• The WAI-ARIA standard and everything around it. Right now, making Web 2.0 accessible means using a narrow set of technologies which support WAI-ARIA well. The browser must currently be Firefox, and some ARIA features are only supported in certain newer assistive techologies, and definitely not on OS X. And, you’ll either need to develop your own widgets or use Dojo’s Dijit toolkit. Fortunately, these inflexibilities are slowly but surely fading away. IE, Opera and WebKit are all working on WAI-ARIA support. Numerous JavaScript toolkits, such as YUI, GWT and JQuery, are moving forward as well. Assistive technologies are improving support for cutting edge areas like AJAX accessibility via WAI-ARIA live regions. But ultimately, Web 2.0 accessibility will arrive for real when a “killer app” arrives which requires a WAI-ARIA compliant browser. That’s what will finally drive things forward.  In the meantime, I’ll try to make things as clear for other implementors as I can.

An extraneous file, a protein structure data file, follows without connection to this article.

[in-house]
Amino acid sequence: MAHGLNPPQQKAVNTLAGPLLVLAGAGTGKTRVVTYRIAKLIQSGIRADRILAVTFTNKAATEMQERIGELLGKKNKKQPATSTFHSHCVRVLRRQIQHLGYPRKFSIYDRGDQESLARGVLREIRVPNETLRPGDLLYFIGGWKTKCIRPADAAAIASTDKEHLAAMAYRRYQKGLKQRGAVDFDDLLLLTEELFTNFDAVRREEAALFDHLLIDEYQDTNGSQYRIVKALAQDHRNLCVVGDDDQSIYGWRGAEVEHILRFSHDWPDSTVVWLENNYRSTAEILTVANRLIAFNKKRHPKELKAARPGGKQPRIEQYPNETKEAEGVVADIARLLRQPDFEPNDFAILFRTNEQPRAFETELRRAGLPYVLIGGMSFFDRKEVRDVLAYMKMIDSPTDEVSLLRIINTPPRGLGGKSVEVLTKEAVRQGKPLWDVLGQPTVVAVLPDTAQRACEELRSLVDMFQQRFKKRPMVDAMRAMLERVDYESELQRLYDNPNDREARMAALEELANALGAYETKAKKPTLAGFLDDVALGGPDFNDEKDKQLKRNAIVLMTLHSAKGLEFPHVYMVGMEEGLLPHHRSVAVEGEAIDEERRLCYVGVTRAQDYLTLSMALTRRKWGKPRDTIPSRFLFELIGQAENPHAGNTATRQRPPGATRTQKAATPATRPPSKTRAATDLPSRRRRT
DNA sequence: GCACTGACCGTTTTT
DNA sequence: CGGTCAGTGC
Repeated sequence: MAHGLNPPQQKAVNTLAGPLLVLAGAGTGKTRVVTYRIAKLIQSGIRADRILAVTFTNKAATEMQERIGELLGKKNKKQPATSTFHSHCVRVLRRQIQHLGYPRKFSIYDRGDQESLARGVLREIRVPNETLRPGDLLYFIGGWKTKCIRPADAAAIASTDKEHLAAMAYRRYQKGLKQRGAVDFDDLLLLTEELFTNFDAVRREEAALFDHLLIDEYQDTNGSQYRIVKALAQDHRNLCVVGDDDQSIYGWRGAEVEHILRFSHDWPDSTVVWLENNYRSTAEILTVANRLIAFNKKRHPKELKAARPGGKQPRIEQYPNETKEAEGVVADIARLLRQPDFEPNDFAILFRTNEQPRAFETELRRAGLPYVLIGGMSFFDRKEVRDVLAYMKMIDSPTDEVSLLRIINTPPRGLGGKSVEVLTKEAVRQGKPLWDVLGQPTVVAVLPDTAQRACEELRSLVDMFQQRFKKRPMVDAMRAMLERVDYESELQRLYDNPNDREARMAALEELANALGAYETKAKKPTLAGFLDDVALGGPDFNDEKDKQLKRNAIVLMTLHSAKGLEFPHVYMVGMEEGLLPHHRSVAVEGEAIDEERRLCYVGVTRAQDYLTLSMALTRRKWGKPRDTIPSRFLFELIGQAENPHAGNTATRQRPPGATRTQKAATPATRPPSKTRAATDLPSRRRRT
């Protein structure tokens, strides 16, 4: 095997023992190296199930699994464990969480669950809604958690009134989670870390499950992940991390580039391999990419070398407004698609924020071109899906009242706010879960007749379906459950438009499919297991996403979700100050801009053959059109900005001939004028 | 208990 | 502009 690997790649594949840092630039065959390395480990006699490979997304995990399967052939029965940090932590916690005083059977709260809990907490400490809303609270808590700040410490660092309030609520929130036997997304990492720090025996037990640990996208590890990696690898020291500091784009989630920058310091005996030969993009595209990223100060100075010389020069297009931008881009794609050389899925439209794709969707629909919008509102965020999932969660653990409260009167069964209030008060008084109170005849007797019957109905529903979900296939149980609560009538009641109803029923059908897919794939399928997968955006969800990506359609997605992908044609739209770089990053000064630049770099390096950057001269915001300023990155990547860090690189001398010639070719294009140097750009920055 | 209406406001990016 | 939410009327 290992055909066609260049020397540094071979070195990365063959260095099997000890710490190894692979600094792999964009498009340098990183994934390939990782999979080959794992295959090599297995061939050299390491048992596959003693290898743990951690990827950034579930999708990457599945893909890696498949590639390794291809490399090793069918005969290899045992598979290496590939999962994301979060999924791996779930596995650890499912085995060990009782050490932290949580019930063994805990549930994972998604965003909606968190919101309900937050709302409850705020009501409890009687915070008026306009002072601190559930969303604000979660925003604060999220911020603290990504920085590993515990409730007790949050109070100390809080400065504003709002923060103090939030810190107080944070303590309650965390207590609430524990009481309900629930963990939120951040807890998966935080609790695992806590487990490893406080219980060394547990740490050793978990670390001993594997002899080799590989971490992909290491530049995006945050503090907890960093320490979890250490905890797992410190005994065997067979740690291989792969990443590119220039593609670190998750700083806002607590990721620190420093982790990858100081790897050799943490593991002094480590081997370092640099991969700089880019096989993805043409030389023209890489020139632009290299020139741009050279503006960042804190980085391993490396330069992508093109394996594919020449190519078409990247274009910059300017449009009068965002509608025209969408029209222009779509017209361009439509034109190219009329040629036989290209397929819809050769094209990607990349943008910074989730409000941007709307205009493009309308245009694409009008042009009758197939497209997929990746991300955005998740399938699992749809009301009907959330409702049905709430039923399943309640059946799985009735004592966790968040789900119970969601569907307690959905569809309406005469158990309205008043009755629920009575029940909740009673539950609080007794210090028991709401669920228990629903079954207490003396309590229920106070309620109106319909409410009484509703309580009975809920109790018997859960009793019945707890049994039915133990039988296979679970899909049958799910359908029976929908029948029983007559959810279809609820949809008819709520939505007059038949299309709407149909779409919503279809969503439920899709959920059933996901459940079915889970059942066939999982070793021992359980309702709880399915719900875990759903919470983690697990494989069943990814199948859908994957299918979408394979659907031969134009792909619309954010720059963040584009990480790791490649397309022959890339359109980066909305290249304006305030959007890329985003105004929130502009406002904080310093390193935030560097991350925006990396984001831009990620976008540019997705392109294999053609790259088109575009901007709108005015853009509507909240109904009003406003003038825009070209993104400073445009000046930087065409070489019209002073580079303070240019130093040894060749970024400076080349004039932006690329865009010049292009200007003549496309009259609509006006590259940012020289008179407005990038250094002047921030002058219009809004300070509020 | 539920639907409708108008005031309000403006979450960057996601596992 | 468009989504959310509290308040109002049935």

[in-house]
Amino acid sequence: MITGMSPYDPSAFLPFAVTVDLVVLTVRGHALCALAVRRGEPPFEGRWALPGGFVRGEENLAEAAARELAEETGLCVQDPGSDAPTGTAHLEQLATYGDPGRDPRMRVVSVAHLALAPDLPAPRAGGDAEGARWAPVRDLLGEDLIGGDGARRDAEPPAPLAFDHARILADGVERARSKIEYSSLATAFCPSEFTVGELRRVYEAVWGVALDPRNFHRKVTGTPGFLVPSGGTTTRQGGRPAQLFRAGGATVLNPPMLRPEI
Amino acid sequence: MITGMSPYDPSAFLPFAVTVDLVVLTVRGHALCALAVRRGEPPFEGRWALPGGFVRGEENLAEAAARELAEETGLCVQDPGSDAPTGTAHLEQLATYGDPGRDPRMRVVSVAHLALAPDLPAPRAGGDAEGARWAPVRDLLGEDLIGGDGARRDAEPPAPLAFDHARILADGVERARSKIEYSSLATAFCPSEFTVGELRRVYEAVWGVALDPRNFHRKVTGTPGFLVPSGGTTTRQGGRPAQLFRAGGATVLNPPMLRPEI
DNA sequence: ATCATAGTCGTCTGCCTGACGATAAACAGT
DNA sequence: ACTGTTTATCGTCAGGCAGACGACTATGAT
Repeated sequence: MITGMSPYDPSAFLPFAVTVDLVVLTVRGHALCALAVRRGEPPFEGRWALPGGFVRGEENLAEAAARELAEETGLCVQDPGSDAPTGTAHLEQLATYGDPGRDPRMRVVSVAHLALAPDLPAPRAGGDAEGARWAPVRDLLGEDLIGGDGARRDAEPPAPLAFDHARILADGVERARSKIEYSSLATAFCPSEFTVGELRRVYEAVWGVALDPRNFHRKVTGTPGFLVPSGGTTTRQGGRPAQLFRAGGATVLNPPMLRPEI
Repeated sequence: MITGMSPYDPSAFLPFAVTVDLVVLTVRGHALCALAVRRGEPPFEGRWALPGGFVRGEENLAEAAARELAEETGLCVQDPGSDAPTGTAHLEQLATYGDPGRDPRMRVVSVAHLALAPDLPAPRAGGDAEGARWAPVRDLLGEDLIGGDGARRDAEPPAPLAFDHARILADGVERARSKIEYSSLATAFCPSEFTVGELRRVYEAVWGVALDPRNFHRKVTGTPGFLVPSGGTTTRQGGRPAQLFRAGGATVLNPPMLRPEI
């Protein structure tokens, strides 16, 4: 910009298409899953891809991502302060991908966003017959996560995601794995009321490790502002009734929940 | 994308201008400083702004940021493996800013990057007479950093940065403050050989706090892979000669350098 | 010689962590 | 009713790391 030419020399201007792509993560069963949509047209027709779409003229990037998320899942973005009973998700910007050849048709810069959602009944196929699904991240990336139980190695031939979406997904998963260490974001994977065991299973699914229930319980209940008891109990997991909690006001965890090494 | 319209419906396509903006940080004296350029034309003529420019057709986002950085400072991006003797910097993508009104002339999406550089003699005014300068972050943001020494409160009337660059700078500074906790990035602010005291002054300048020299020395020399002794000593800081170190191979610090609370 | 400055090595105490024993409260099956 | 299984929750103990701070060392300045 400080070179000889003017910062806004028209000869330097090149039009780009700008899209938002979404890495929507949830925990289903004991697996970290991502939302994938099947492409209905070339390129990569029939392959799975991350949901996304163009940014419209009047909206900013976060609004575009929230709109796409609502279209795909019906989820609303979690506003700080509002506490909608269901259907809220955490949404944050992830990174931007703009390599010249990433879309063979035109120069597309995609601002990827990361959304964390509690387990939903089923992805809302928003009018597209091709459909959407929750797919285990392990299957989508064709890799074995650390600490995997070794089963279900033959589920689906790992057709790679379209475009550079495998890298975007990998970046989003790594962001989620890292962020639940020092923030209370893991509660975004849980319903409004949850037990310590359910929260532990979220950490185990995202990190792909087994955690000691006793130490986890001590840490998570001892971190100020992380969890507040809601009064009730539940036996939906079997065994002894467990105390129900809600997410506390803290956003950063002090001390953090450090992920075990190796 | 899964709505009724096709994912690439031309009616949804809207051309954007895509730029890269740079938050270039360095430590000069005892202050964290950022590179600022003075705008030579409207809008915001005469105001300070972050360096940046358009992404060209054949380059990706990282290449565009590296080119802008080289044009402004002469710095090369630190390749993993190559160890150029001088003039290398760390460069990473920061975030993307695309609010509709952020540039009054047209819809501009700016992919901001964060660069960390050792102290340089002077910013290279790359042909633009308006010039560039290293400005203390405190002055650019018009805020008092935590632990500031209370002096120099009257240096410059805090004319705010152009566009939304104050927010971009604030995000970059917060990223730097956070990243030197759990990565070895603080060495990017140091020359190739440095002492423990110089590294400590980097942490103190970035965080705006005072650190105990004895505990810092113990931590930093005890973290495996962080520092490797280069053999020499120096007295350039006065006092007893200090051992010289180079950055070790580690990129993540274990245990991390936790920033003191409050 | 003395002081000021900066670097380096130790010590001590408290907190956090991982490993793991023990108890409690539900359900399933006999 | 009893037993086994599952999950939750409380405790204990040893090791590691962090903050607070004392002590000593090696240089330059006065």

• Finding talented individuals and cowriting grant proposals for worthwhile accessibility projects that benefit the web. One example is Silvia Pfeiffer‘s project to add captioning and audio descriptions for HTML 5 video and audio. I’m also working with Eitan Isaacson, a great programmer who helps us in too many ways to count. He developed Speclenium, a tool to allow the accessibility implementations in two browsers to be compared for differences. I plan to use it to help other browsers improve their support for WAI-ARIA.
  • Enabling projects to add basic accessibility testing into Firebug and develop a Firebug extension for more advanced accessibility testing. This will bring awareness of accessibility issues to a wider authoring community, finally bring the test tool development community together on a common strategy, and allow us to address Web 2.0 accessibility testing.
  • Advancing the accessibility of math, diagrams and custom widgets.
  • Participating in efforts such as AIA, to create a cross-platform accessibility API. Today, developing accessibility for native cross-platform applications is a nightmare because each platform has a different solution. It’s best for the web if the entire industry works together on common accessibility solutions — Mozilla, IE, Opera and WebKit.